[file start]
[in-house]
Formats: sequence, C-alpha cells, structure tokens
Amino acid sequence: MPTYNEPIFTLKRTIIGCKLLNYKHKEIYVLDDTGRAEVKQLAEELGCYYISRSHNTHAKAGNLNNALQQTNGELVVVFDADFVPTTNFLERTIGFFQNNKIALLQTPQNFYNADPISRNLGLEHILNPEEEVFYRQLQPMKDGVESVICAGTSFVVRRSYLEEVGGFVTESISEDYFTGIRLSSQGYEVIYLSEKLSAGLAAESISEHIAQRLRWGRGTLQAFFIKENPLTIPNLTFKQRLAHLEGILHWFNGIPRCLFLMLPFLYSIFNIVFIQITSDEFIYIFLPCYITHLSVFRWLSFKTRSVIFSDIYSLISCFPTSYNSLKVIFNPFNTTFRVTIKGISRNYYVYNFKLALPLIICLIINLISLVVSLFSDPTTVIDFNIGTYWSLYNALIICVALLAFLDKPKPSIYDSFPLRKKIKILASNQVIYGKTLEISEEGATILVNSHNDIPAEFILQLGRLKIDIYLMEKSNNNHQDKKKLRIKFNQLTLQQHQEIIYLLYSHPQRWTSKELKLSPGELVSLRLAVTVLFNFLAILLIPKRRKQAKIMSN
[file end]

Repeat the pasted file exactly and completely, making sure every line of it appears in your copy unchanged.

[in-house]
Formats: sequence, C-alpha cells, structure tokens
Amino acid sequence: MPTYNEPIFTLKRTIIGCKLLNYKHKEIYVLDDTGRAEVKQLAEELGCYYISRSHNTHAKAGNLNNALQQTNGELVVVFDADFVPTTNFLERTIGFFQNNKIALLQTPQNFYNADPISRNLGLEHILNPEEEVFYRQLQPMKDGVESVICAGTSFVVRRSYLEEVGGFVTESISEDYFTGIRLSSQGYEVIYLSEKLSAGLAAESISEHIAQRLRWGRGTLQAFFIKENPLTIPNLTFKQRLAHLEGILHWFNGIPRCLFLMLPFLYSIFNIVFIQITSDEFIYIFLPCYITHLSVFRWLSFKTRSVIFSDIYSLISCFPTSYNSLKVIFNPFNTTFRVTIKGISRNYYVYNFKLALPLIICLIINLISLVVSLFSDPTTVIDFNIGTYWSLYNALIICVALLAFLDKPKPSIYDSFPLRKKIKILASNQVIYGKTLEISEEGATILVNSHNDIPAEFILQLGRLKIDIYLMEKSNNNHQDKKKLRIKFNQLTLQQHQEIIYLLYSHPQRWTSKELKLSPGELVSLRLAVTVLFNFLAILLIPKRRKQAKIMSN